Invertebrates are a source of anti-bacterial compounds

Salwa, Mansur Ali (2020) Invertebrates are a source of anti-bacterial compounds. Doctoral thesis, Sunway University.

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Infectious diseases remain a significant threat to human health, contributing to more than 17 million deaths, annually. The evolution of multidrug-resistant bacteria is an important factor contributing to the global antimicrobial crisis, hence there is an urgent need to develop novel antimicrobials. Discovery of antimicrobials from animal sources is an area superficially explored. Insects such as flies and cockroaches come across pathogenic bacteria routinely, yet thrive in polluted environments. Others, such as centipedes and worms feed on germ-infested insects and rodents. Logically, such species must have developed an approach to protect themselves from these pathogens. We hypothesized that animals living in a diverse natural habitat with stressed environments are potential sources of antimicrobials. In this study, we selected a broad range of invertebrates from terrestrial and marine environments and tested their antibacterial activity against drug-resistant bacteria. These include cockroaches, tarantulas, earthworms, superworms, and centipedes from terrestrial environments; and prawns, lobster, mud crab, mussels, and clams from marine environments. Animals were dissected and water-soluble extracts were prepared. Next, antibacterial assays were performed to elucidate the efficacy of the lysates against bacteria. Host cell cytotoxicity assays were performed to determine the selective toxicity of extracts towards bacterial cells. Chemical characterization of selected extracts was analyzed using spectra obtained with liquid chromatography-mass spectrometry on Agilent 1290 infinity liquid chromatograph, coupled with an Agilent 6460 triple quadruple mass spectrometer. Cockroaches, centipedes, tarantulas, prawns, lobster and mud crab were found to possess significant antibacterial activity against tested bacterial pathogens. The brain extracts of cockroach exhibited more than 90% bactericidal effects against both MRSA and neuropathogenic E. coli K1. Using cytotoxicity assays, it was observed that pre-treatment of bacteria with brain lysates inhibited bacterial-mediated host cell cytotoxicity. Chemical characterization of cockroach brain extract has identified 5 compounds from water-soluble and 15 compounds from methanol soluble extracts. These compounds contained various functional groups such as isoquinoline group, chromene derivatives, thiazine groups, imidazoles, pyrrole-containing analogs, sulfonamides, furanones, and flavanones which are known to possess broad-spectrum antimicrobial, anti-inflammatory, anti-tumor, and analgesic properties. Similarly, red-headed centipede’s haemolymph, gut and muscle extract showed remarkable antibacterial activity against MRSA, S. pyogenes, B. cereus, E. coli K1, S. enterica, K. pneumoniae and S. marcescens. Interestingly, centipede’s haemolymph extracts inhibited bacterial mediated damage to human cells. LC-MS characterization of centipede’s haemolymph extracts revealed the identification of 12 compounds that belong to various groups including cyclohexenones, sulfonic acids, sesquiterpenoids, sulfur-containing dithiolethiones, amines, phthalides, fatty acids, etc. and are known to possess broad-spectrum biological properties. Reported biological activities of the identified compounds possibly explain the survival of these species in harsh and challenging environments. Moreover, peptide characterization from centipede’s haemolymph revealed the presence of 1051 peptides, including 104 predicted antimicrobial peptides. Selected purified molecules were tested for their antibacterial properties against MRSA and neuropathogenic E. coli K1. All the compounds tested, showed significant broad-spectrum activity against selected Gram-positive and Gram-negative drug-resistant bacteria. Interestingly, tested compounds were non-toxic to primary human cells suggesting their selective toxicity towards bacterial cells. Hence, it is demonstrated that in addition to antimicrobial peptides, small molecules/secondary metabolites also play a key role in exhibiting antibacterial activity, which could be of potential pharmaceutical significance due to their selective toxicity and better pharmacological properties. Therefore, this area of research should be extensively explored to determine the mechanism of action of these molecules and their in vivo efficacy in the biological system.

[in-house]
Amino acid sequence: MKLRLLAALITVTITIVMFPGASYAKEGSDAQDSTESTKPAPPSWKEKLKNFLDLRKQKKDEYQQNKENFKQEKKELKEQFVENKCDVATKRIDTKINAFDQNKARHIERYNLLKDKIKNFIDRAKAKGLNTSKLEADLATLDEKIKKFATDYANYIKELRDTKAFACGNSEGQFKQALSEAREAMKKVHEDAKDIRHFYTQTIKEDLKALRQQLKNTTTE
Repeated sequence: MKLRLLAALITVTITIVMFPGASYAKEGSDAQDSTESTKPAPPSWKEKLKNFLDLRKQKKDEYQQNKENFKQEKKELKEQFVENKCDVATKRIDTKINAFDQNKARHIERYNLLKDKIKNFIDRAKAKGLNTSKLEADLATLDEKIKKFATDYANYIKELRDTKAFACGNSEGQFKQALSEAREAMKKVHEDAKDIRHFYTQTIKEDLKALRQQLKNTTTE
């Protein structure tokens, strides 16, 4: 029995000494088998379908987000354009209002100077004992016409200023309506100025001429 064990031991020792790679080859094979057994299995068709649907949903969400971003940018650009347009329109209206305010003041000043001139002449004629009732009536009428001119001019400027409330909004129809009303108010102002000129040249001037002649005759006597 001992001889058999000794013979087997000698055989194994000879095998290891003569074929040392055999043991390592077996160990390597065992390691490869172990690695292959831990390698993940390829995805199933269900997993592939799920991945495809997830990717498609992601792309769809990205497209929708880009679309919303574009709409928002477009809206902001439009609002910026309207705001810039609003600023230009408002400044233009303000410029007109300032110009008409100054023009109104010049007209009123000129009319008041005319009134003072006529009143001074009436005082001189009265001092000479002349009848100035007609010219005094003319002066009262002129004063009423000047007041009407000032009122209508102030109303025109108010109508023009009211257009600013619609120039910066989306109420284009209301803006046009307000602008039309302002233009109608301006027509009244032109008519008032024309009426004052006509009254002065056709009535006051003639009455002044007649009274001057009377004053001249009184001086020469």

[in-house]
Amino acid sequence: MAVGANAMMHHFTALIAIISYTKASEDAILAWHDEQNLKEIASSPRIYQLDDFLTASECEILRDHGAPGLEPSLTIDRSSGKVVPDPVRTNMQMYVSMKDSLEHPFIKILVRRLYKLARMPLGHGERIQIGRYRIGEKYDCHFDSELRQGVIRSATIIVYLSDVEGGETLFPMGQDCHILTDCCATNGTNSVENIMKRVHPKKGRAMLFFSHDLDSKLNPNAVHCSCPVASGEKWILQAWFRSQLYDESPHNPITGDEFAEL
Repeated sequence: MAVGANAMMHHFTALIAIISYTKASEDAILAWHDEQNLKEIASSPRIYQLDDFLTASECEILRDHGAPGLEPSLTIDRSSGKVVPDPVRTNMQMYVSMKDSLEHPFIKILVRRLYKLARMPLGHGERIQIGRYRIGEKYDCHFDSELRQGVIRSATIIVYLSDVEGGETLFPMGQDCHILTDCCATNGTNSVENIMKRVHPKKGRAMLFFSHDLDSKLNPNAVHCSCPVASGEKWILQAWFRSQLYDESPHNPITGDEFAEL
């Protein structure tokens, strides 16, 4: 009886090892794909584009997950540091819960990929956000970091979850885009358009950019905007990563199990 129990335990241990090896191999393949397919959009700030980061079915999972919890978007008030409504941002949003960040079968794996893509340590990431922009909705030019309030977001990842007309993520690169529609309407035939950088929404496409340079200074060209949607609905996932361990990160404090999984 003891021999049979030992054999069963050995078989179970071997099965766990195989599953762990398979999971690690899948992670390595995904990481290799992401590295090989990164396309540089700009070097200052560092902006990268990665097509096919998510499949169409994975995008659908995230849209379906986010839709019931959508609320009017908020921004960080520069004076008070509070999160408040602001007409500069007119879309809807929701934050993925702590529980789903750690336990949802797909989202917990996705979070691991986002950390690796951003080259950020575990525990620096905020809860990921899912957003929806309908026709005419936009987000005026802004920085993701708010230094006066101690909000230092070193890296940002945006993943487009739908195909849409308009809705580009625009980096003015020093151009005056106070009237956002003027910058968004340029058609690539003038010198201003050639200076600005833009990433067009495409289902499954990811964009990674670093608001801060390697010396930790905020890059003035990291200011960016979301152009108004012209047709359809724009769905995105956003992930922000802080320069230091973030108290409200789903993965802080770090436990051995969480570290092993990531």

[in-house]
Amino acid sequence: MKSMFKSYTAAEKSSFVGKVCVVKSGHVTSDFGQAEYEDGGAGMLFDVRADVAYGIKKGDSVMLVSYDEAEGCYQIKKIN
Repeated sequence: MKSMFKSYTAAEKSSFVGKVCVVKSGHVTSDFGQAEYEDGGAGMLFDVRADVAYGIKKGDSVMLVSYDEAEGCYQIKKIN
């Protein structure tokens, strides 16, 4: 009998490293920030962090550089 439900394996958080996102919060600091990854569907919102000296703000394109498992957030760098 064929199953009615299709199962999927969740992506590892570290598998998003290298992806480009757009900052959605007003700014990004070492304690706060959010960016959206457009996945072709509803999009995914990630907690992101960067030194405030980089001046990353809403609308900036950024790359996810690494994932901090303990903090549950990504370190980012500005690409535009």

Item Type: Thesis (Doctoral)
Subjects: Q Science > QR Microbiology
R Medicine > RA Public aspects of medicine
R Medicine > RC Internal medicine
Divisions: Sunway University > School of Engineering and Technology [formerly School of Science and Technology until 2020] > Dept. Biological Sciences moved to SMLS wef 2021
Depositing User: Ms Yong Yee Chan
Date Deposited: 27 Sep 2023 03:45
Last Modified: 27 Sep 2023 03:45

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